If you are reading this, chances are that you are a beer dork. If by some weird twist of fate you have stumbled upon this blog and are not a beer dork, but are thinking, “hey, getting into a craft beer is a hobby I might enjoy” I implore you to back away from the computer screen, and go grab yourself a Miller Genuine Draft. Being a beer dork is a lonely existence, as it is rare to find anyone who shares not only your love for good beer, but also your precise flavor profile. How often have I met someone who knew their way around a beer menu only to discover that their love of beer is focussed on lambics and brown ales, and they dislike the hoppier English-American hybrids that I favor? Actually, that has never happened, but it could. And if you are a guy, forget about meeting a woman who shares your love of good beer. If you do, she will be one of the following: a) married; b) seeing someone c) not into guys in general; d) not into you specifically; e) under the impression that Blue Moon is a Belgian beer; f) some combination of the above. Read the rest of this entry »
Late Summer 1987, and I am backpacking around Europe with Pete S. We had Eurail passes and we were not going to let them burn holes in our pockets, so we were rolling arond Western Europe like Patton racing towards Germany.
Our trip took us to Copenhagen. I pulled out my dog eared copy of “Let’s Go:Europe” and start reading about Copenhagen. Per the advice of Let’s Go, we saw the statue if the Little Mermaid. I dutifully took a picture of it, but that was a total waste of time. We decided to go to the Tuborg Brewery for a tour of the works, and then the free beer samples at the end.
On the way to the brewery, we passed a small sandwich shop. Let’s Go had advised trying these open faced fish sandwiches that Denmark was famous for, and the window of this shop was filled with them. Pete and I popped in and each grabbed a sandwich. As we sat down, I noticed that the mayonnaise on my sandwich looked just a touch off, just a wee bit nasty, just a tiny bit rancid, but as you all know, I am an idiot, so I just wolfed the thing down. Pete, to his credit, looked at the sandwich, and asked, “Are you sure about this?” Having already finished my sandwich, I said “it’s fine.” Pete took a few bites, thought better of it, and dumped the sandwich.
Santa Fe Brewing Co. Happy Camper IPA: Creamier than the usual IPA, Santa Fe Brewing Co.‘s Happy Camper IPA is malty and piney, with a nice cloudy orange color and fluffy white head. Probably not worth seeking out if it is not readily available to you, as it is nothing spectacular, but it is a decent beer, 6/10.
Maui Brewing Big Swell IPA: This has a crisper mouthfeel than the Happy Camper IPA, which I attribute to the higher carbonation level, and is not nearly as malty. The hops are on the tropical fruit and grapefruit end of the spectrum, with a hint of lemon as well. Another IPA that is good and drinkable, but is well short of spectacular, 6/10.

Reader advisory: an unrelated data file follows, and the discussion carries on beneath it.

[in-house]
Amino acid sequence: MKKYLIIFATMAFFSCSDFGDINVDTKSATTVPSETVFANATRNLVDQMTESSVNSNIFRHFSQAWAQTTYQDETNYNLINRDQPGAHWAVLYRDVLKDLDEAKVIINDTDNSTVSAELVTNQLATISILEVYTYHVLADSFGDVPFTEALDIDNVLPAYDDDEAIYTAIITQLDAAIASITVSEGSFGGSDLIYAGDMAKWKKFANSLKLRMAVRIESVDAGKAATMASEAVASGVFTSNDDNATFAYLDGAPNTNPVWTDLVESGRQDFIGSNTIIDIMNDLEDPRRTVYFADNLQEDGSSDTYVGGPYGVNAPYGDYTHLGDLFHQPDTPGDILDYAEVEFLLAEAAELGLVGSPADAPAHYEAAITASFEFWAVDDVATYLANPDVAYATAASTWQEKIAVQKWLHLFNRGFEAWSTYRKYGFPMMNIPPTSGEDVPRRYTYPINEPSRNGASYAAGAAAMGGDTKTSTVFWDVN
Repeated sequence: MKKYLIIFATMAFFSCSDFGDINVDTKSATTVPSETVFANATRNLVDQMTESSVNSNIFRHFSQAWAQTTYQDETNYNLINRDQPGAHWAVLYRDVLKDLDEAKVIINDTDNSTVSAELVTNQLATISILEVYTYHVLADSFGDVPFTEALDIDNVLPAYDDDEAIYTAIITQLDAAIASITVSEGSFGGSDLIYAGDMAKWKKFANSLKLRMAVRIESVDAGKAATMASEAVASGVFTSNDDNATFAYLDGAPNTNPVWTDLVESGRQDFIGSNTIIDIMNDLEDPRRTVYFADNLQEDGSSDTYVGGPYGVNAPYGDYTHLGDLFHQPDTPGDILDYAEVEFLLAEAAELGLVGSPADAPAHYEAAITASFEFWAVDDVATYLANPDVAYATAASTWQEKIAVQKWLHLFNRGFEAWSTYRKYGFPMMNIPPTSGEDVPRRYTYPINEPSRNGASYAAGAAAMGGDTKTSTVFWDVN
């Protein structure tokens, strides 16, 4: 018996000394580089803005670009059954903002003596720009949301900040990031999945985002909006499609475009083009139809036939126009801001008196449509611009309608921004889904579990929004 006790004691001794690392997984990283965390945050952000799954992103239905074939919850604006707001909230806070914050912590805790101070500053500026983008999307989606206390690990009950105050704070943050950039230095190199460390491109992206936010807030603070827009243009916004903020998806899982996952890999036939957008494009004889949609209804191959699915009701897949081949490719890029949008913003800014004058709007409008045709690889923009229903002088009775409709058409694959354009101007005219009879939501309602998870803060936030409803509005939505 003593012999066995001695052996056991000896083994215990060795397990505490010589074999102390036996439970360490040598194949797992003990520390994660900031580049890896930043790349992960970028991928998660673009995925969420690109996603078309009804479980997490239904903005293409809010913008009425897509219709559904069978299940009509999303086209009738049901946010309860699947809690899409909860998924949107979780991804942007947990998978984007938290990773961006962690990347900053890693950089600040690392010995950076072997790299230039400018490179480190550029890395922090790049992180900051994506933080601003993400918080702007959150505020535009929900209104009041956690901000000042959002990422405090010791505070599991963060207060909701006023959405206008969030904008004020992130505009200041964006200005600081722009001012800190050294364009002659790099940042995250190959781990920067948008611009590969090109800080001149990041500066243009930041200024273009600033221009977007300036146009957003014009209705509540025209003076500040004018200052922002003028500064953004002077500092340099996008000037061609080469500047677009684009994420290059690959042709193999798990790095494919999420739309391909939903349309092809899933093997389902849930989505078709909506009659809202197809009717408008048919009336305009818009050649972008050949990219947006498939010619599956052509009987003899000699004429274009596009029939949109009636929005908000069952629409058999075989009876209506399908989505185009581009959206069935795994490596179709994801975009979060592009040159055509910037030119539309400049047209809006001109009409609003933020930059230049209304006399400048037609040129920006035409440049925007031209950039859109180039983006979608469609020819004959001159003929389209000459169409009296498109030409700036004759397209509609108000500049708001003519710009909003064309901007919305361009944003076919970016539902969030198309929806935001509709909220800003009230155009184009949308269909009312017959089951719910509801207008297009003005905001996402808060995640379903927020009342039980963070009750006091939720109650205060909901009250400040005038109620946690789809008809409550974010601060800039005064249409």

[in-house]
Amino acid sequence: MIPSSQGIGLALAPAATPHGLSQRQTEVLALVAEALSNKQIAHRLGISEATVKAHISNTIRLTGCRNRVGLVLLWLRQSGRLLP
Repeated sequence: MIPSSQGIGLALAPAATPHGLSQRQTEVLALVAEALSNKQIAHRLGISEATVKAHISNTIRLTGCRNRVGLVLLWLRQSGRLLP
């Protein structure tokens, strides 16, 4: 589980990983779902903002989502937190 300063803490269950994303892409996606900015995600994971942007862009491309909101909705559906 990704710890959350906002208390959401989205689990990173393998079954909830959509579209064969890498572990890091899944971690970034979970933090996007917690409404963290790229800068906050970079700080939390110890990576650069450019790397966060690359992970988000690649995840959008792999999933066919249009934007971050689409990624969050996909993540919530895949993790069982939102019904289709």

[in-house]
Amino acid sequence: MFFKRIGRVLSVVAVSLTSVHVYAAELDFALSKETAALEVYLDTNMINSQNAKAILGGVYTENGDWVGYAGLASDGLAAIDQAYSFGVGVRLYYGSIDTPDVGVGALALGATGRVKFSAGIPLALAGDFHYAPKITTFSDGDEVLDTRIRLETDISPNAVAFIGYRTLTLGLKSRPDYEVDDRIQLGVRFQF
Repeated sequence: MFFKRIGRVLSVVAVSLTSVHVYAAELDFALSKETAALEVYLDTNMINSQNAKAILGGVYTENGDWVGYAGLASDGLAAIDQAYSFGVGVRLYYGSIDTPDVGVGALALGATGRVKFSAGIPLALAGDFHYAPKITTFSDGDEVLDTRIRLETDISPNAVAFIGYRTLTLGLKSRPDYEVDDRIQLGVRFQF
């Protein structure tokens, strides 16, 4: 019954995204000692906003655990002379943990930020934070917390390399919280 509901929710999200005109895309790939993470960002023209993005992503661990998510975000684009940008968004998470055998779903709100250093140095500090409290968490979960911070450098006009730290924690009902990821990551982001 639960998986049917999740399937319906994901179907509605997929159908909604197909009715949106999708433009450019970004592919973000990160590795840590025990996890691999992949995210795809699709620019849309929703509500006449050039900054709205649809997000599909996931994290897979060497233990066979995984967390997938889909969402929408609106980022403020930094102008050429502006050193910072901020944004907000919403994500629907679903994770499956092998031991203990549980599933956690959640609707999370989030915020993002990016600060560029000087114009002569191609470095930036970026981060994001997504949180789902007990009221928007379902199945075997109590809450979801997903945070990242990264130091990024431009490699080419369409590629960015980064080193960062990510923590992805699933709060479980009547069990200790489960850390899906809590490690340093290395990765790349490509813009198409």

Thirsty Planet Buckethead IPA: I tried this at the Katy Road Icehouse (“KRI“) in Dallas. Pluses for KRI: It is located on a popular bike path that I ride on occasion; It is an open space with a huge outdoor seating area, and has those giant misting fans to combat the Texas heat; It has an enormous selection of Texas beers; And it is usually packed with tons of attractive women. Read the rest of this entry »
Having tried Jester King’s Wytchmaker Rye IPA on tap a few times, and being somewhat underwhelmed by it, I was not especially enthused to crack this bottle open. Holy Crap was I wrong about that! The bottled Wytchmaker Rye IPA was great, one of the better beers I have tried in some time. It pours a cloudy burnt orange with a fluffy head and the mouthfeel is creamy and chewy and was complex with the pungent citrus, mango and piney hops offset by the rye and caramel malts. This is a beer I would give to a wine snob who claims that beer is unsophisticated, as the interplay of flavors is fantastic. Definitely a contender for Beer of the Year, 9.5/10.
In addition to making a kick ass beer, Jester King needs to be applauded for taking a stand against beer protectionism in Texas. The full story is here, but the short story is that Texas law makes it difficult for out of state breweries to sell their beers here, particularly if the beer is a one-off beer. Jester King understands that making good beer available to Texas beer drinkers, no matter where that beer is brewed, will only serve to increase the thirst for good and interesting beer in Texas. Good for them for taking a stand against a bad law, even though the law may serve their interests in the short run.
I have been in Texas for a few weeks now, and the one thing I cannot adjust to is the heat. T.E. Lawrence and his band of Merry Arab Pranksters may have crossed the Sun’s Anvil to attack Aqaba by land, but the Mexicans who work construction here in the summer think A’Lawrence and those Arabs are a bunch of candy asses for hiding from the sun during the day. It is the end of September, shortly after 10 a.m., and it is over 90 degrees, and no one here thinks that is odd. It is just the way it is. Read the rest of this entry »